Study shows what makes plant cell walls compress and stretch
Researchers have identified the individual mechanical functions of wood hemicelluloses in plant cell walls for the first time.
New findings about the building blocks of plant fibres open the door to advances in material engineering as well as food and agriculture, a Swedish-Australian research collaboration reported. The findings, published today in Nature Communications , identify the individual mechanical functions of wood hemicelluloses in plant cell walls for the first time.
A cooperation between researchers from KTH Royal Institute of Technology, the University of Nottingham, and The University of Queensland, the study shows how two hemicelluloses, xylans and mannans, contribute different qualities as they bind together with cellulose to provide plant fibre integrity.
Wood is composed of three basic components: lignin, cellulose and hemicellulose, and the molecular structure of wood depends on whether the main hemicellulose is xylan or mannan, KTH researcher Francisco Vilaplana says. In conifers, like spruce, the primary hemicellulose is mannan. While in flowering plants, like birch, it’s xylan.
“What we have found is that xylans and mannans appear to influence differently the biomechanical contributions to cellulose fibrillar networks,” Vilaplana says. “Mannans improve the compression, or pulling together of cellulose networks, while xylans improve their extension, or pulling them apart.”
Compression and extension are both important in order for plant cells walls to fulfill their role in the structure of wood, Vilaplana says. But with the knowledge of each hemicellulose’s role, there are new possibilities for developing better, environmentally-sustainable plant-based materials.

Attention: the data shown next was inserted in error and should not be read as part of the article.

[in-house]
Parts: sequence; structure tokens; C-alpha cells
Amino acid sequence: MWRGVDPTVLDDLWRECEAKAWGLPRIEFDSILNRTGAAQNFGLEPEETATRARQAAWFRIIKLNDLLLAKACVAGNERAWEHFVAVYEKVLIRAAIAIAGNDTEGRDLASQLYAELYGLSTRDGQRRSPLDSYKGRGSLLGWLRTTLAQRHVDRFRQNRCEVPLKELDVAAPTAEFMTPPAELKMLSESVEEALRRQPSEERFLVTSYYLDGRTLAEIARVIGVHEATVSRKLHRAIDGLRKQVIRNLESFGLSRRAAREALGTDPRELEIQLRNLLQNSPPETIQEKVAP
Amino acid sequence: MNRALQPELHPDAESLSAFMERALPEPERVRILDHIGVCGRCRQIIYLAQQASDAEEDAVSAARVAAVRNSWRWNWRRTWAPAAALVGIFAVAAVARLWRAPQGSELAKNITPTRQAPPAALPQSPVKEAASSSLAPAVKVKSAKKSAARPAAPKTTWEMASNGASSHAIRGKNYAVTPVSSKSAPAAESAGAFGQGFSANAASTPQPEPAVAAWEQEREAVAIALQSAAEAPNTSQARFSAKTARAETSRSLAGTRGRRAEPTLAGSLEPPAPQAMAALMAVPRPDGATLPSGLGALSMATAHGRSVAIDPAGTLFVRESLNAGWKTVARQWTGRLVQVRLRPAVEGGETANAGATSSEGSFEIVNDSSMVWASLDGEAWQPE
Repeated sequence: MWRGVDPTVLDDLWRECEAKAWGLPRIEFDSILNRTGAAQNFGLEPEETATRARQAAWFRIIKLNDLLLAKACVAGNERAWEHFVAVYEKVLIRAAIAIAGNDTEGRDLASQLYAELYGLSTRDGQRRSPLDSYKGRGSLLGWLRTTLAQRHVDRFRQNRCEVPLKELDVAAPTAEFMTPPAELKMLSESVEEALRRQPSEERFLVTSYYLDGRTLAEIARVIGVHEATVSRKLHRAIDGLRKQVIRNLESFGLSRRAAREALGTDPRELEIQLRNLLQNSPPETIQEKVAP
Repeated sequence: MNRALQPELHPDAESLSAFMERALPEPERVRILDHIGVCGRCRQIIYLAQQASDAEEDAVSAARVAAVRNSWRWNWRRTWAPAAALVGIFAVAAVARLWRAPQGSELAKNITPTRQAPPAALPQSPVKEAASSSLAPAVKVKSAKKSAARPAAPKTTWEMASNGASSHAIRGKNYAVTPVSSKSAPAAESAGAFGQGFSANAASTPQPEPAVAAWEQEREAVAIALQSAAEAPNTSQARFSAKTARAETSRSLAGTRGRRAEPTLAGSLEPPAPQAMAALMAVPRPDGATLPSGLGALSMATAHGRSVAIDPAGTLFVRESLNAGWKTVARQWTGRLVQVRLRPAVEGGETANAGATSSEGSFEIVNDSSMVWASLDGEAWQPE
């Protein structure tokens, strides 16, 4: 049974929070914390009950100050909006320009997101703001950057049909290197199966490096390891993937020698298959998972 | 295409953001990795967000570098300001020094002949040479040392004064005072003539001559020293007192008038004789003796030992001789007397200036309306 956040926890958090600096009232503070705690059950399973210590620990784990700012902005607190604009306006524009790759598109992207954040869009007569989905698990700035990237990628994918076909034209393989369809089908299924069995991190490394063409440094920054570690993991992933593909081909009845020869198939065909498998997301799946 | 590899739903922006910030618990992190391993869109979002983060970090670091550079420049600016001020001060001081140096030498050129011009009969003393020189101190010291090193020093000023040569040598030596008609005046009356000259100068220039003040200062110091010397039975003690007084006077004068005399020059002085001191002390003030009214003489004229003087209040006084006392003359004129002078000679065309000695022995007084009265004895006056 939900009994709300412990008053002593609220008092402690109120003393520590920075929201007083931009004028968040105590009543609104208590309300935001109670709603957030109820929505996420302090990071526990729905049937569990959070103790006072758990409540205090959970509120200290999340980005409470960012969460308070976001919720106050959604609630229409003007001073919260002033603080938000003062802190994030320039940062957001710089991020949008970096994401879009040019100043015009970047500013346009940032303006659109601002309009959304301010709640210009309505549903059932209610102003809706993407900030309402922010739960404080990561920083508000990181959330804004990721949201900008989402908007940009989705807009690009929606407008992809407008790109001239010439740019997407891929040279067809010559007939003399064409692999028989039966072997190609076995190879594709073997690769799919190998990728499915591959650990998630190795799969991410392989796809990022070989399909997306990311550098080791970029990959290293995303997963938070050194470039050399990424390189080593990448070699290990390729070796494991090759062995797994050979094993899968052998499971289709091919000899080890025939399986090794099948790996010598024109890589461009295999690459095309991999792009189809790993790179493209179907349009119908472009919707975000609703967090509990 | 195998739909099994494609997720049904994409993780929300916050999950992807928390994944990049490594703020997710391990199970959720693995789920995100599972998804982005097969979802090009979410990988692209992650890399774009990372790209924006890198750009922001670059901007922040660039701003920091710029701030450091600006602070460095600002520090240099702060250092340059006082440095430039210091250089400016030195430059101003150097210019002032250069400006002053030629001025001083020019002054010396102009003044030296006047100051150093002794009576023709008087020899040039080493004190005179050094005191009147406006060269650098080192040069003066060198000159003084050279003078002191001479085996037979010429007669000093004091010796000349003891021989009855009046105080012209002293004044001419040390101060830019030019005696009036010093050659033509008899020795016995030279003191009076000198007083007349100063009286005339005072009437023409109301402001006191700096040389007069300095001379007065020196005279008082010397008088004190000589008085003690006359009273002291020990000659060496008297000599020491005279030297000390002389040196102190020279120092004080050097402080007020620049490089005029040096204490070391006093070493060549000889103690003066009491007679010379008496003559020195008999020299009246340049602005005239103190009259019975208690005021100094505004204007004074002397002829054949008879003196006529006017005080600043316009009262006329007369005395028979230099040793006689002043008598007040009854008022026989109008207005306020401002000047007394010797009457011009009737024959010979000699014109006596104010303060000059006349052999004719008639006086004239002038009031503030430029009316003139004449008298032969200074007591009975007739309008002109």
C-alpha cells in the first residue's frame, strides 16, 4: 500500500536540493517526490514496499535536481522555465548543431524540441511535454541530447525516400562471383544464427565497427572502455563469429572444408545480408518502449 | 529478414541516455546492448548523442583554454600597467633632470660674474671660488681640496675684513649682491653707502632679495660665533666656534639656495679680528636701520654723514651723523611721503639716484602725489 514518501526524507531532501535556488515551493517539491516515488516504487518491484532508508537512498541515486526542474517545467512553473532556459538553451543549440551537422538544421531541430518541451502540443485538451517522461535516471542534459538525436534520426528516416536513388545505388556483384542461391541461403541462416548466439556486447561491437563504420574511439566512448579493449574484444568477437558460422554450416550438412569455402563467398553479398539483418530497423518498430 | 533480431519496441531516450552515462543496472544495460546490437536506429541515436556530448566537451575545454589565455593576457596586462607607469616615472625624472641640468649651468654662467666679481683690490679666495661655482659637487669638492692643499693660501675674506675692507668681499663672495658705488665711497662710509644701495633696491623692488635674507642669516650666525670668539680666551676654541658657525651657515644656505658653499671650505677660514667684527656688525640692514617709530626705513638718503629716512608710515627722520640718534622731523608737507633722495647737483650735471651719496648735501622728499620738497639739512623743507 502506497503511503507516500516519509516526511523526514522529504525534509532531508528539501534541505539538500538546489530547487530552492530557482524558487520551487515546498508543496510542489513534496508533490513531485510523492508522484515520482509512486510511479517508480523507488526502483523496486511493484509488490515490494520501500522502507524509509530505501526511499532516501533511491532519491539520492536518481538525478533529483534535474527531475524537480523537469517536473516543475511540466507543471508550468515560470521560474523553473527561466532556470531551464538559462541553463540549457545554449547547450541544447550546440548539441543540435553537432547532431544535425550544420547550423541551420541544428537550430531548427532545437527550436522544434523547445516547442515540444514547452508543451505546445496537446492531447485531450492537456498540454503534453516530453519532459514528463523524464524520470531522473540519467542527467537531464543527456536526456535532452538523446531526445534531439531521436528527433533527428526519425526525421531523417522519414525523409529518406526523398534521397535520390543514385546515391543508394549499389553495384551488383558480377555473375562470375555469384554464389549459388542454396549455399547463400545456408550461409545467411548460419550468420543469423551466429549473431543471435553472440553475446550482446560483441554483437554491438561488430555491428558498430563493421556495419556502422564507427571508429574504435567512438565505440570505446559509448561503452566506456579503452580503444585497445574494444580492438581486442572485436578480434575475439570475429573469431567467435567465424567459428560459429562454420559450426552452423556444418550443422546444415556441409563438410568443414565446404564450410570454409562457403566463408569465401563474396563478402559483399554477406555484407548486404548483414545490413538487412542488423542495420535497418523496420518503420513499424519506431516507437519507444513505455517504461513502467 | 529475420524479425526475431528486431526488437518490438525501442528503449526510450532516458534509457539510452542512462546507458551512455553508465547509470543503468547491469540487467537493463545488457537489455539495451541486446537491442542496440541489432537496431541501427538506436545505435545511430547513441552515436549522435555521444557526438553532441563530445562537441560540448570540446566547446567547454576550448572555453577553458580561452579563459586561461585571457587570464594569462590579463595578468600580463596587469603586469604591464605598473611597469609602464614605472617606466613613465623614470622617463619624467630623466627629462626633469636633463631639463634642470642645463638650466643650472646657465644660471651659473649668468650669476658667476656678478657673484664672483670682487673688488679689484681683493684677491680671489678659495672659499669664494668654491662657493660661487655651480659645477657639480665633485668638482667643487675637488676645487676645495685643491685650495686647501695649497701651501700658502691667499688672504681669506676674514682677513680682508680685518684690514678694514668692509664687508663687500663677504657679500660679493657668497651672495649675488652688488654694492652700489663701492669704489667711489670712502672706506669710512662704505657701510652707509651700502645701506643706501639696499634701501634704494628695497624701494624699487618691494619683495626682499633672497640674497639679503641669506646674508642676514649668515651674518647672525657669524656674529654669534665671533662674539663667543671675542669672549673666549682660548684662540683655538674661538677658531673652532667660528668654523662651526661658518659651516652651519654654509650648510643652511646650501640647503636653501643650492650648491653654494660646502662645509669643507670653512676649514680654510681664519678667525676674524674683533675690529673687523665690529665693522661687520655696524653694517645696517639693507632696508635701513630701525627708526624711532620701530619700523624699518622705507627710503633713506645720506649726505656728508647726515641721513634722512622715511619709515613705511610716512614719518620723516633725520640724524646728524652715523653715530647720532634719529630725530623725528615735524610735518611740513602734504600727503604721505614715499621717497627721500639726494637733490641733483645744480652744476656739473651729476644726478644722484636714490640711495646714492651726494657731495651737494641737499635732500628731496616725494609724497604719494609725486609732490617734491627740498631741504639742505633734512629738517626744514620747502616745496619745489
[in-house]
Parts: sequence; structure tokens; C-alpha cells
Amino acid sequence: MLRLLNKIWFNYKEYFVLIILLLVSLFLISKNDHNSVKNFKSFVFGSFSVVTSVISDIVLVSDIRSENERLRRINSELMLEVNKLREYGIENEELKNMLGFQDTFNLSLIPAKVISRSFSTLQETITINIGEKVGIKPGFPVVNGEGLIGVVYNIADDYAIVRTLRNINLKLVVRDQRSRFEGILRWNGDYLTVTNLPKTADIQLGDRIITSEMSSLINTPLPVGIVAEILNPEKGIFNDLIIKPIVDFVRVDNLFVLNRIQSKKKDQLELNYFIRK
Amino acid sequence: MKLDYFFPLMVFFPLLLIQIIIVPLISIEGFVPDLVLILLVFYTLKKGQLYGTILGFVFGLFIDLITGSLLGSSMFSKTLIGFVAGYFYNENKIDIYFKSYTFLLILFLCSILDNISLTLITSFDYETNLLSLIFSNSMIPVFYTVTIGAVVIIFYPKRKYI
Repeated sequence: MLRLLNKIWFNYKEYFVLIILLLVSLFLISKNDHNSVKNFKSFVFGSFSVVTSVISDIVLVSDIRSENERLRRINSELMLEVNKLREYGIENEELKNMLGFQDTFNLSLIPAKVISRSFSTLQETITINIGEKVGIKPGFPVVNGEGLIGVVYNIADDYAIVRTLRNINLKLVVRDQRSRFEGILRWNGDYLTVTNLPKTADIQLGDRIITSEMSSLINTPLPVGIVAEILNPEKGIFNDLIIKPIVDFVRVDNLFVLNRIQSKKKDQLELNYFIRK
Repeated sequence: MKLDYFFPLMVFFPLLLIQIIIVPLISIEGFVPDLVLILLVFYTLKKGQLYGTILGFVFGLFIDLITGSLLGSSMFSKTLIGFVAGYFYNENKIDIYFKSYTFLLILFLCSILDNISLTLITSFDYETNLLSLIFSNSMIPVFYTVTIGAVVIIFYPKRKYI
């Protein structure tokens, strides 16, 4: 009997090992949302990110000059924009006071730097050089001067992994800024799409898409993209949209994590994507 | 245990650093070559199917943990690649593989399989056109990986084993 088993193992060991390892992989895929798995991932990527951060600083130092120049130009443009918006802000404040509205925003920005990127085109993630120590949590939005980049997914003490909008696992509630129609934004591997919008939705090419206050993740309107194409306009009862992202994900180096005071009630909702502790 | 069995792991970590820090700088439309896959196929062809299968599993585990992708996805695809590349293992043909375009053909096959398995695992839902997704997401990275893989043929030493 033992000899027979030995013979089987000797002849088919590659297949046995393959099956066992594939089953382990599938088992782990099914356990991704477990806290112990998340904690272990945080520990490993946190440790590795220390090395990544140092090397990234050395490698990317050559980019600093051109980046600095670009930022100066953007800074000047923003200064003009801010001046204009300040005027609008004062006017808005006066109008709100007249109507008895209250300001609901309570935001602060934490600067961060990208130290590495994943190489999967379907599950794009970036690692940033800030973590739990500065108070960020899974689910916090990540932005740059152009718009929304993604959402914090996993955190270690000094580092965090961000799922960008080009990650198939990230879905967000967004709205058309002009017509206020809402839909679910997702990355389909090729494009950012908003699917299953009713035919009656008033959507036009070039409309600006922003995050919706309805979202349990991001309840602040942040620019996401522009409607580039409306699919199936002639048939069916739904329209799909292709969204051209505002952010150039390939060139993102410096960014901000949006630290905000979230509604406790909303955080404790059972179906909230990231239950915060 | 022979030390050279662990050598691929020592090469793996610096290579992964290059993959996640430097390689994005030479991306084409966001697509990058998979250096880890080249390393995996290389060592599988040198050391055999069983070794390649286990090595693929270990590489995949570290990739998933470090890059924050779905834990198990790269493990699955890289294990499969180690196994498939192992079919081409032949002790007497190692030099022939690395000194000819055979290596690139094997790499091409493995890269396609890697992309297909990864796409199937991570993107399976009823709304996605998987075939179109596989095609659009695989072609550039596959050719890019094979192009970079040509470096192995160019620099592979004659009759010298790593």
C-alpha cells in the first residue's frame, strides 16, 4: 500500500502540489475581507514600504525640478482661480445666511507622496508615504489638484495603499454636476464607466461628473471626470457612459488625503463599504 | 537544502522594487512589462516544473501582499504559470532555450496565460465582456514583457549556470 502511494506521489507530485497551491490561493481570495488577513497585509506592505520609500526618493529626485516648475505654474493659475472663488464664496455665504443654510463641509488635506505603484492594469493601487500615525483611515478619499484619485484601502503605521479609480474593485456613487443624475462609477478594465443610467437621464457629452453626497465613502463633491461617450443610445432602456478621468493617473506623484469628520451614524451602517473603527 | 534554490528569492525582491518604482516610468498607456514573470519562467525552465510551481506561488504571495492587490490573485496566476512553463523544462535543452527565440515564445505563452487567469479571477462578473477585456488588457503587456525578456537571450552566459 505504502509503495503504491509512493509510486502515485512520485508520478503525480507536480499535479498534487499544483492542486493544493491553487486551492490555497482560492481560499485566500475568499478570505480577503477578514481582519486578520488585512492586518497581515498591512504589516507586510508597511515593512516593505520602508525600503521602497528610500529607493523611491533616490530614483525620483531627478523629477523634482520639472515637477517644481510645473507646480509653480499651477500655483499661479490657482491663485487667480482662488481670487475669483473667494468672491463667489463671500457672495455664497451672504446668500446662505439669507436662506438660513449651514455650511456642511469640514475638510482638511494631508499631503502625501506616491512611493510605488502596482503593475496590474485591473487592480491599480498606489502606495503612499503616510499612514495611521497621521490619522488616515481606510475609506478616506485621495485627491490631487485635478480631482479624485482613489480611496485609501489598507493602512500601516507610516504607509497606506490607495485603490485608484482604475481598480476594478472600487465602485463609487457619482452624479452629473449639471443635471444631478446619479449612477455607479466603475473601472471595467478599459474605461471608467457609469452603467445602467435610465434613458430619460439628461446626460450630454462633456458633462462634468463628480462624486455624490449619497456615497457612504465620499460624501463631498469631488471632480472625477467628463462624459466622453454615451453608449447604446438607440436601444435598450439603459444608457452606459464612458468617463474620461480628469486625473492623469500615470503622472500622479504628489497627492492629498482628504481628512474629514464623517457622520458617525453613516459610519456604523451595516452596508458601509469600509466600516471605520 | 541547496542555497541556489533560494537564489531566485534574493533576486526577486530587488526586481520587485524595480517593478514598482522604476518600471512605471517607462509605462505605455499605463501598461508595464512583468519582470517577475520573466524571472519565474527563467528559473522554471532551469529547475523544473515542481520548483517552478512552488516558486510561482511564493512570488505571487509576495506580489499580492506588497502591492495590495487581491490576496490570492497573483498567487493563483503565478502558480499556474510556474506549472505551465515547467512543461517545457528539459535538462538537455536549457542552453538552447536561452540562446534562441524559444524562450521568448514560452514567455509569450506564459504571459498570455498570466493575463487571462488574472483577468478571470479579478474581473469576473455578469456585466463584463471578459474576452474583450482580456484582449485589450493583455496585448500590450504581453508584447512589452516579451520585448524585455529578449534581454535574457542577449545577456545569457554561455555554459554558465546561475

“You could potentially use distinct hemicelluloses to tune properties of biodegradable celluloses, in order to replace everyday petroleum-based products such as plastic film for food storage, where you want stretchability, or foams where you want compressibility,” Vilaplana says.
In agriculture, these findings can also be used, for example, in selecting crop varieties with desirable mechanical properties in the field or preferred textural properties when used in foods.
Parsing xylans’ and mannans’ mechanical effects hasn’t been easy, since no wood exists without both hemicellulose components. So the researchers used a method in which a bacterium called Komagataeibacter xylinus synthesizes and secretes pure cellulose. Into the media where this cellulose is secreted, the researchers added pure mannans and xylans separately to observe how they became integrated in the fibrillar network, in much the same way as they would when cell walls, or wood, are produced.
Jennie Berglund, a former PhD student at KTH, performed a research secondment in Brisbane (Australia) where she learned how to use the bacterium to produce these plant cell wall analogues. “I learned so much during my time in Australia and it was also a fantastic experience on a personal level of course” she says.
Collaborating on the research were Wallenberg Wood Science Centre at KTH and The Centre for Nutrition and Food Sciences in the Queensland Alliance for Agriculture and Food Innovation at the University of Queensland.
The research was funded by the Knut and Alice Wallenberg Foundation through the Wallenberg Wood Science Centre and the Australian Research Council Centre of Excellence in Plant Cell Walls.